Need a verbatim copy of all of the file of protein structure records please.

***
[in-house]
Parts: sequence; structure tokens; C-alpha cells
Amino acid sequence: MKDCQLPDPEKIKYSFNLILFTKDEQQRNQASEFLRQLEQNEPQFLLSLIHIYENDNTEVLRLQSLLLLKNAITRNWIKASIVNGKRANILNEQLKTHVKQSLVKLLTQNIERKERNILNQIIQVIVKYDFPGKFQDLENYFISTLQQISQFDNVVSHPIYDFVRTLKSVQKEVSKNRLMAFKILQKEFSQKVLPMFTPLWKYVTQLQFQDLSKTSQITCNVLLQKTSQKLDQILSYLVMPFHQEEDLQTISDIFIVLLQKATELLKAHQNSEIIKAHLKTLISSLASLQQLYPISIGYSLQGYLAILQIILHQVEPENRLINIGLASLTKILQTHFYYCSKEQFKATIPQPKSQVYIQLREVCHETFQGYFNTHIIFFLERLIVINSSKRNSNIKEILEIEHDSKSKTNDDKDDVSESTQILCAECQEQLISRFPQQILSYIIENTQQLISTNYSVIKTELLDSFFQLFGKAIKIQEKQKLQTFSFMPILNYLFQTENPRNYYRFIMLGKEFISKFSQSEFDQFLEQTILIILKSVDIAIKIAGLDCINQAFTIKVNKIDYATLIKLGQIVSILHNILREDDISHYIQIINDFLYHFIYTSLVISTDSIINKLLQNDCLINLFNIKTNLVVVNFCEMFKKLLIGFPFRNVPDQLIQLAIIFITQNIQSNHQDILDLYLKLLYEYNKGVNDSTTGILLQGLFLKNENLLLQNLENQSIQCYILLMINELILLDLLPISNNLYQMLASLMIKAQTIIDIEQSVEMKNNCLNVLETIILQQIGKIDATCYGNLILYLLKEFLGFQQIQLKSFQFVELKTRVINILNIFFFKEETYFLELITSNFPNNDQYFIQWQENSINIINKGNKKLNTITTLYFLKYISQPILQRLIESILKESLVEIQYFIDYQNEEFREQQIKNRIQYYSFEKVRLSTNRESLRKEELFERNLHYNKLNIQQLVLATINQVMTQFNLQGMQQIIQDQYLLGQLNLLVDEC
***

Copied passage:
[in-house]
Parts: sequence; structure tokens; C-alpha cells
Amino acid sequence: MKDCQLPDPEKIKYSFNLILFTKDEQQRNQASEFLRQLEQNEPQFLLSLIHIYENDNTEVLRLQSLLLLKNAITRNWIKASIVNGKRANILNEQLKTHVKQSLVKLLTQNIERKERNILNQIIQVIVKYDFPGKFQDLENYFISTLQQISQFDNVVSHPIYDFVRTLKSVQKEVSKNRLMAFKILQKEFSQKVLPMFTPLWKYVTQLQFQDLSKTSQITCNVLLQKTSQKLDQILSYLVMPFHQEEDLQTISDIFIVLLQKATELLKAHQNSEIIKAHLKTLISSLASLQQLYPISIGYSLQGYLAILQIILHQVEPENRLINIGLASLTKILQTHFYYCSKEQFKATIPQPKSQVYIQLREVCHETFQGYFNTHIIFFLERLIVINSSKRNSNIKEILEIEHDSKSKTNDDKDDVSESTQILCAECQEQLISRFPQQILSYIIENTQQLISTNYSVIKTELLDSFFQLFGKAIKIQEKQKLQTFSFMPILNYLFQTENPRNYYRFIMLGKEFISKFSQSEFDQFLEQTILIILKSVDIAIKIAGLDCINQAFTIKVNKIDYATLIKLGQIVSILHNILREDDISHYIQIINDFLYHFIYTSLVISTDSIINKLLQNDCLINLFNIKTNLVVVNFCEMFKKLLIGFPFRNVPDQLIQLAIIFITQNIQSNHQDILDLYLKLLYEYNKGVNDSTTGILLQGLFLKNENLLLQNLENQSIQCYILLMINELILLDLLPISNNLYQMLASLMIKAQTIIDIEQSVEMKNNCLNVLETIILQQIGKIDATCYGNLILYLLKEFLGFQQIQLKSFQFVELKTRVINILNIFFFKEETYFLELITSNFPNNDQYFIQWQENSINIINKGNKKLNTITTLYFLKYISQPILQRLIESILKESLVEIQYFIDYQNEEFREQQIKNRIQYYSFEKVRLSTNRESLRKEELFERNLHYNKLNIQQLVLATINQVMTQFNLQGMQQIIQDQYLLGQLNLLVDEC